Botanic Sanctuary is also home to Antwerp’s leading and largest congress centre. With 2,450sqm of banqueting and events spaces in a centuries-old location, the 14 multifunctional conference rooms combine historic ambience with a full spectrum of state-of-the-art technology.

Everyone involved with the project was thrilled when they discovered the old apothecary was in a good enough condition to need merely an intensive de-cobwebbing and then a little replastering and painting to become the Saint Charles Store, an updated niche-brand apothecary with shelves filled with pure essential oils, herbal blends, skin creams and room fragrances.

A World of Tranquility

The Botanic Health Spa lies across the leafy courtyard from the apothecary. Incorporating the red-brick wall of the former orangery, but otherwise entirely purpose-built, this state-of-the-art spa is home to an expert team of therapists focussed on delivering a combination of Traditional European and Traditional Chinese Medicine, blended with phytotherapy and the ancient Monastic Medicine for which Peeter van Coudenberghe planted the first medicinal garden here in the 16th century. Three fragrant, light-filled floors house 10 minimalist treatment rooms, an 18-metre pool – so unusual in a city-centre hotel – and a gym. State-of-the-art equipment includes InBody Scan and TechnoGym, Biostrength and Artis Cardio machines. Treatments range from massages and facials and head-to-toe wedding-preparation sessions to five-day holistic healing programmes, a seven-day intensive detox, and the metabolism-boosting, immune-system-supporting and skin-transforming therapies the MyLife Changer programme delivers for long-term benefits.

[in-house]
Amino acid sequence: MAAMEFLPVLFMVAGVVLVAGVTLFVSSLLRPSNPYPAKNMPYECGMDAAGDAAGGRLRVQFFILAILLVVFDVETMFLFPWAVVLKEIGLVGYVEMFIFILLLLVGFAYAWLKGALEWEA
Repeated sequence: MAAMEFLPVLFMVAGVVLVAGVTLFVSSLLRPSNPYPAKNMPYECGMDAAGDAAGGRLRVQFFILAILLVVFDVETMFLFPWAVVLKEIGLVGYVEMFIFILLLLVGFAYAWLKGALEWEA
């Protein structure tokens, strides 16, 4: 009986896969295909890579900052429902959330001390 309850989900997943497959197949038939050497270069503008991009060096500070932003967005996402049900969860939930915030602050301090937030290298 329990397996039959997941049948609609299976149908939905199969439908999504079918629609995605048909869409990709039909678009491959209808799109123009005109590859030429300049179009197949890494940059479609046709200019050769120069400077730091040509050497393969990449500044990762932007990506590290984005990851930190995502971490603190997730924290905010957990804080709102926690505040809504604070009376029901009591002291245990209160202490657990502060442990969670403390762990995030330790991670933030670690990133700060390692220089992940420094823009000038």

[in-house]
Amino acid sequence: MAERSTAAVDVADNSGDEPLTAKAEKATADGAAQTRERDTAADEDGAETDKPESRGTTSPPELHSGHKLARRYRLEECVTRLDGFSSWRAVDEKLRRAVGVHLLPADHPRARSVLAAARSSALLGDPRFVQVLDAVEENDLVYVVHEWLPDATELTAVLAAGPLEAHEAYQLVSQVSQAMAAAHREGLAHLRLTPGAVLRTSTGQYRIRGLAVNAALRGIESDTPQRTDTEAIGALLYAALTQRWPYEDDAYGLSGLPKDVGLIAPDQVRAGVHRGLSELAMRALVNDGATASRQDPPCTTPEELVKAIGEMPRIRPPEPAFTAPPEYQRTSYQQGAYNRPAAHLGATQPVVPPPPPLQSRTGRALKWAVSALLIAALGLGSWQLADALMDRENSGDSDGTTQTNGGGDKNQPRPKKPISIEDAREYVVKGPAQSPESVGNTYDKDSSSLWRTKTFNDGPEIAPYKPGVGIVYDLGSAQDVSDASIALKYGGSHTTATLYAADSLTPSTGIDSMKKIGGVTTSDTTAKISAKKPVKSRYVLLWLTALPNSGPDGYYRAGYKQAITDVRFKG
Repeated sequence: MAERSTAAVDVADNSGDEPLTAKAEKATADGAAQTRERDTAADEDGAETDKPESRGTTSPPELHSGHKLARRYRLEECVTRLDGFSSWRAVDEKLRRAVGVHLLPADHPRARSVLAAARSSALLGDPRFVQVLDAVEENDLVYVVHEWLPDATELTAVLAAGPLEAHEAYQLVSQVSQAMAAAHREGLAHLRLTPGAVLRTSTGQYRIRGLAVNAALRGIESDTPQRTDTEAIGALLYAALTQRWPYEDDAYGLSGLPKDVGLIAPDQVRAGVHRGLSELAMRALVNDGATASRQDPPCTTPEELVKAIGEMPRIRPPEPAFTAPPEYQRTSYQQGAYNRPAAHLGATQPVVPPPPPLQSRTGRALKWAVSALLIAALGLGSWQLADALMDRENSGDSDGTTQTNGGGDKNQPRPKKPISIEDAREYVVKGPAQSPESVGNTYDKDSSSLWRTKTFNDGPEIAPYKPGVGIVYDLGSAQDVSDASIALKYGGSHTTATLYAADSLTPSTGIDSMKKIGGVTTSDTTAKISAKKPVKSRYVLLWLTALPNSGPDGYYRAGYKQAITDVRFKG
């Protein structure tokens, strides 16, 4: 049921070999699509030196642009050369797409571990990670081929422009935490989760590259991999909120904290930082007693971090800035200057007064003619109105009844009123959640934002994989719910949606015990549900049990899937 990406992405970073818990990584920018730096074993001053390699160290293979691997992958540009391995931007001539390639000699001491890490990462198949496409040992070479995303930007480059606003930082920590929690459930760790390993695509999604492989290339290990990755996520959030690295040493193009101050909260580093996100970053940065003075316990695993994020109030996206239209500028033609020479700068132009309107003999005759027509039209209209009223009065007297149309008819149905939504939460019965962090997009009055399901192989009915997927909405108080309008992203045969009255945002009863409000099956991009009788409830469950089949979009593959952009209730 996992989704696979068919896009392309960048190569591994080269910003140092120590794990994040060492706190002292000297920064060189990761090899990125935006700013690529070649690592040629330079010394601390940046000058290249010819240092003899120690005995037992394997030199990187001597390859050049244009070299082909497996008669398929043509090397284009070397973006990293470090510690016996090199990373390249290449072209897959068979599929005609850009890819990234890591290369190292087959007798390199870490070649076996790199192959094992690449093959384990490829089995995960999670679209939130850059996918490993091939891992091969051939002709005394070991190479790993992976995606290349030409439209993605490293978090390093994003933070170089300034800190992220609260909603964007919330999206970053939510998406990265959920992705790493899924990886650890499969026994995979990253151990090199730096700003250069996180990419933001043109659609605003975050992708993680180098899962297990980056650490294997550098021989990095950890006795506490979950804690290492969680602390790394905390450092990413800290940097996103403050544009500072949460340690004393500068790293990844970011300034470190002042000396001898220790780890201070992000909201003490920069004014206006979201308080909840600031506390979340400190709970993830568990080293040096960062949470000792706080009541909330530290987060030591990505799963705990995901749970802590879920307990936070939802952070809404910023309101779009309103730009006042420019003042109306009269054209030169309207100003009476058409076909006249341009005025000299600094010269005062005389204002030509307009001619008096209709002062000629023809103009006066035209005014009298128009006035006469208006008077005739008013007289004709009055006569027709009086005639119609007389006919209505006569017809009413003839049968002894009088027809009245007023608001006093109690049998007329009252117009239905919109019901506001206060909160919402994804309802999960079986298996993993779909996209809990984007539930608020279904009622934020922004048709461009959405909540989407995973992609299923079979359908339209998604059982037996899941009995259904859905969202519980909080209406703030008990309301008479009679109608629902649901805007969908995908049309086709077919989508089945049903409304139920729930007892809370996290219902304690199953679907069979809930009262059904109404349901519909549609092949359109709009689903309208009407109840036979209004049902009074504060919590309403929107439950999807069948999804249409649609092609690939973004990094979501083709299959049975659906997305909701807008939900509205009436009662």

Deeply comfortable and visually a delight indoors and out, there’s no element of flash, waste or bling at Botanic Sanctuary. Repair and reuse could describe the restoration process that saw the creaking old buildings turned into 74 rooms and 34 suites. Sustainability and understated luxury were the watchwords for the interior decoration, with natural materials – wool, linen, silks, sisal – used for furnishings and floorings.

Botanic Sanctuary Antwerp Botanic Health Spa Swimming Pool (c) Hugo Thomassen
Botanic Sanctuary Antwerp Botanic Health Spa Swimming Pool (c) Hugo Thomassen

Stargazing Gastronomy

‘Source locally’ is the mantra in the food and beverage department. Besides the three Michelin-starred restaurants, all run by their own celebrity master chefs – Roger van Damme in the lunch and dessert only Het Gabaar, Gert De Mangeleer and Joachim Boudens in Hertog Jan, and Jacob Jan Boerma and Thomas Diepersloot in Fine Fleur – there is also the 1238 restaurant, overlooking the monastery garden, and Gert De Mangeleer’s Bar Bulot, a popular local destination for Antwerp’s wealthy young start-up stars.

Cosy Henry’s Bar, named after the 19th century botanist and first director of the botanical garden that adjoins Botanic Sanctuary, Henri Ferdinand Van Heurck, serves snacks alongside its cocktails and mocktails.

And to the delight of many, the Botanic is also noted for its knockout breakfasts, with local Belgian cheeses and charcuterie, home-made jams, perfect croissants, a dozen different breads, and delectable range of vegan favourites, compotes, mueslis, yogurts and granolas. It’s called the Botanic Breakfast Experience – and it alone is worth the trip to Antwerp.

KMSKA (c) Karin Borghouts

About Antwerp

Belgium’s largest, liveliest and most cosmopolitan city lies 45km/28 miles north of Brussels and 15km/9miles south of the Dutch border. On the river Sheldt, 88km/55 miles inland from the North Sea, it is the second largest port in Europe after Rotterdam and in the 16th century, the city’s Golden Age, rivalled Venice as the busiest city port in Europe. Despite heavy German bombing in WW2, 16th century elements remain – including the ridiculously photogenic 1565 City Hall and tall step-gabled merchants’ houses around Grote Markt.